Buddhist meditation created a variety of meditation techniques that aim to develop mindfulness, concentration, supra mundane powers, insight and tranquility
(Samatha Bhavana) – In this form of meditation, you begin by concentrating on one object of focus, attempting to slow, and eventually quiet, your mind. The most common form of this meditation is focusing on your breath – the sensations associated with your breath moving in and out of your body. Many Buddhist schools use some form of breath meditation as beginning meditation practice, before teaching other forms. In some schools, breath meditation is the only form of meditation taught, and different levels of practice, or dhyanas, are described, progressing from the beginning stages of forced concentration up to a state of pure immersion in equanimity, as the mind stills and relaxes into pure being or awareness. Breath meditation is also often taught for stress management purposes, outside of a Buddhist context.
(Vipassana Bhavana) – Sometimes called mindfulness meditation, these forms of meditation are not just about stilling the mind, but about observing it. Although instructions differ by school, the general idea is to note sensations, emotions and thoughts as they arise, but to let them pass through your mind without attaching to them. The goal is to experience direct knowledge of impermanence (anicca). Both moving and sitting forms of Insight meditation are taught.
(Metta Bhavana) – Also sometimes called compassion meditation, these forms of meditation are sometimes classified as Concentration forms, because they initially involve focusing on sending feelings of compassion or love towards other people and beings. This is usually done in a progressive fashion, starting with directing these thoughts towards yourself, then towards family and friends, and eventually to all beings. This form of meditation is prevalent in Mahayana Buddhist traditions as part of Boddhisattva practice.
While chakra meditation is more commonly associated with Hindu-based kundalini yoga, some Tibetan Vajrayana Buddhist schools do have their own related chakra system, and utilize chakra meditation. The goal is to experience and merge with universal energies available through these chakras, transforming mind, body and spirit into a vessel of pure enlightenment.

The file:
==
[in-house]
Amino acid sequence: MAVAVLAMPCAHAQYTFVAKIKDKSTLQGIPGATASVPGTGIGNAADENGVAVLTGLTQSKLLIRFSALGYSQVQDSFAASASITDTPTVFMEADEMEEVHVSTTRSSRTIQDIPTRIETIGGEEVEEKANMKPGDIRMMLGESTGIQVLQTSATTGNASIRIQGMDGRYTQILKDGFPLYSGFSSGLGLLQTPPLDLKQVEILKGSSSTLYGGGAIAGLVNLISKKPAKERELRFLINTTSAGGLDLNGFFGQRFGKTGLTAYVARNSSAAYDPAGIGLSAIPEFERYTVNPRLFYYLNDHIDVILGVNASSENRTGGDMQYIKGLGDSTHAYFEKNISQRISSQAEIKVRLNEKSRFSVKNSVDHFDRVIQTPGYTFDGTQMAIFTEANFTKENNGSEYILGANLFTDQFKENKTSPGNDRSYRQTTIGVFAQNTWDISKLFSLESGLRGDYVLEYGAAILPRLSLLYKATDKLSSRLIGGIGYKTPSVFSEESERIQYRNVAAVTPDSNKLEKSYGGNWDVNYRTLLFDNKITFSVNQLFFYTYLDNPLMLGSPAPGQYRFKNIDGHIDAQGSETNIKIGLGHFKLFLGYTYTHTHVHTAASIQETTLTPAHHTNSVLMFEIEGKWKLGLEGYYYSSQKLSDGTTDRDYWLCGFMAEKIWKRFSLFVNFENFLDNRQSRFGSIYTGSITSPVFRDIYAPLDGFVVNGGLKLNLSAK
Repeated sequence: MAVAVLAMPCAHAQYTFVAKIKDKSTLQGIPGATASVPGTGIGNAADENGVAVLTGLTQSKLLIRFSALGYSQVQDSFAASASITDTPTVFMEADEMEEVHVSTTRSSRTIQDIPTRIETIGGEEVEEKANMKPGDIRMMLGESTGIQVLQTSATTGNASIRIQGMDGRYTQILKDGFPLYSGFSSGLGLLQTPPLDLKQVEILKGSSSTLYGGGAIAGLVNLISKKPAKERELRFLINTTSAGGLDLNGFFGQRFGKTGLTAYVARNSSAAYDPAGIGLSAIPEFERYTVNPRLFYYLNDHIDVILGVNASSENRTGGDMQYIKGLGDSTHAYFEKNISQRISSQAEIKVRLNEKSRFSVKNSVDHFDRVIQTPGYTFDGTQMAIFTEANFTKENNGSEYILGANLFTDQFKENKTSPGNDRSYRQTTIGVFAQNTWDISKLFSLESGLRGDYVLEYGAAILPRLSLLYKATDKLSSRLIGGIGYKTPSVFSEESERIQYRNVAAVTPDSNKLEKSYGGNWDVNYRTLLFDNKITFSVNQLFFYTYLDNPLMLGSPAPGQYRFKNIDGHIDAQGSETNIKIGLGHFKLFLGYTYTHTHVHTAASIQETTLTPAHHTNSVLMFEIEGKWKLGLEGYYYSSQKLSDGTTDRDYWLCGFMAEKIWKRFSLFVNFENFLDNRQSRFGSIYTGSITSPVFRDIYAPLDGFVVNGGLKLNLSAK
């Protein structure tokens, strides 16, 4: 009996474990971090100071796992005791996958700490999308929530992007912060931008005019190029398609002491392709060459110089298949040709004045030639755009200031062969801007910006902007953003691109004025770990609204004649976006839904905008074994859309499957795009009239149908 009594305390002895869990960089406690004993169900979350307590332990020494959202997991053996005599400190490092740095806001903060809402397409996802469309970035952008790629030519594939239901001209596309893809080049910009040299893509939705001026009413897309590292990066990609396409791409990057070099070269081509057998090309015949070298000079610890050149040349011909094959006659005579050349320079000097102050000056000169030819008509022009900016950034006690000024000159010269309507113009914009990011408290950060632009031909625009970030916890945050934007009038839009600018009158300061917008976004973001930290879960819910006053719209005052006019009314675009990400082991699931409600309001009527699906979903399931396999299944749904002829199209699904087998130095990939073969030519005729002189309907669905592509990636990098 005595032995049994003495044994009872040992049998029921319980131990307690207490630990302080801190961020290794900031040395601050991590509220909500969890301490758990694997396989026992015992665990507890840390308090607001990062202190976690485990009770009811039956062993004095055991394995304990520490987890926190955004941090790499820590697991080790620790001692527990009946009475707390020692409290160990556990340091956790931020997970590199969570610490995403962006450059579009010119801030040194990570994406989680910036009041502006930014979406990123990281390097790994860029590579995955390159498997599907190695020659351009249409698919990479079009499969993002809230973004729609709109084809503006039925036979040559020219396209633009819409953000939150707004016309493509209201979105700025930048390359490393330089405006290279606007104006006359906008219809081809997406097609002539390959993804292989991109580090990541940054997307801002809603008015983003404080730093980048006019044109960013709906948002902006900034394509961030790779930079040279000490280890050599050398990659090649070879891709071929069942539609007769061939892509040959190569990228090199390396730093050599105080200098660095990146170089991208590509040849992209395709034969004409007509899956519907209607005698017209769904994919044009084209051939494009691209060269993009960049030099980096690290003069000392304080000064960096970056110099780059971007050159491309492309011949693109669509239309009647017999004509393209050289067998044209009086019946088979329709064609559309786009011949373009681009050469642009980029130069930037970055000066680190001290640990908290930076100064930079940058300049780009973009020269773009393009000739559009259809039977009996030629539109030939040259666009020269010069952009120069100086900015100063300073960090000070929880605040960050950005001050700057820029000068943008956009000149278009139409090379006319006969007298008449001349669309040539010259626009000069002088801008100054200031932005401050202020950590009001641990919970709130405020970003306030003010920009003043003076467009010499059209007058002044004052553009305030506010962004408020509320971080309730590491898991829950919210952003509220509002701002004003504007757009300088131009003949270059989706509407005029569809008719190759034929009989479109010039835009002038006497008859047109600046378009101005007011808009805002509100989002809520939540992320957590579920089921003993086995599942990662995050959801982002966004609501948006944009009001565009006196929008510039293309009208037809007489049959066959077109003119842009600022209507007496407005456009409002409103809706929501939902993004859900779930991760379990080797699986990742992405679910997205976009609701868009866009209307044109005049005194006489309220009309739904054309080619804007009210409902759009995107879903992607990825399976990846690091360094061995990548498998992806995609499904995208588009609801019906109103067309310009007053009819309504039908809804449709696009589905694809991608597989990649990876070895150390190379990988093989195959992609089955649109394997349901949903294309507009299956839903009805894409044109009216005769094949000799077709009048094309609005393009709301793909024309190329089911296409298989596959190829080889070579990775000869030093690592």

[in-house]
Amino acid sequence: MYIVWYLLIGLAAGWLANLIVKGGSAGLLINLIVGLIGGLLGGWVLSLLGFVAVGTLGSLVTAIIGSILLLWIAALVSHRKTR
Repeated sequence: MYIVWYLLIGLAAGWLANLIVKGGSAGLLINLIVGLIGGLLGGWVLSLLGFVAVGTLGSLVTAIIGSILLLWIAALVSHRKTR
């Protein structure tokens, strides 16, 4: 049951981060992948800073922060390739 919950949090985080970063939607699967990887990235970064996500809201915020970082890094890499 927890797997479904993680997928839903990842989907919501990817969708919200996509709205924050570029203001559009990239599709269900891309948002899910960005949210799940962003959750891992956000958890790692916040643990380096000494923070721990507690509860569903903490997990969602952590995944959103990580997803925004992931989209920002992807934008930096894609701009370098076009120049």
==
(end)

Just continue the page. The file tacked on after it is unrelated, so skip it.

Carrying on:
Mantras are sacred sounds and words repeated in a chant-like fashion. This form of meditation is common in Tibetan Buddhist schools, but other schools also incorporate it. A common Buddhist mantra is ‘Om Mani Padme Hum’, which cannot be literally translated, but is associated with the Buddha of Compassion, Chenrezig.
Mandalas and yantras are both forms of religious art that employ sacred geometry to create representations of Buddhas and the states of realization they are associated with. By meditating on them through gentle gazing, a practitioner can merge with this awareness and directly experience these states him- or herself. Here’s an article on
This is the Zen term for meditation, and zazen is central to Zen practice, because Zen emphasizes direct realization or satori. There are variations on how zazen is taught, but the two main forms are koan meditation, associated with Rinzai Zen schools, and ‘whole-hearted sitting’ or shikantaza, associated with Soto Zen schools. In koan meditation, a practitioner contemplates a seemingly non-sensical statement or story given to them by their teacher, in order to experience a level of awareness beyond rational or linear knowledge. Shikantaza practice is similar to Insight meditation, with a practitioner attempting to observe and settle into a level of awareness untouched by surface activity and categorizations. One unique mark of zazen in some schools of both branches of Zen is that the eyes are kept open during practice.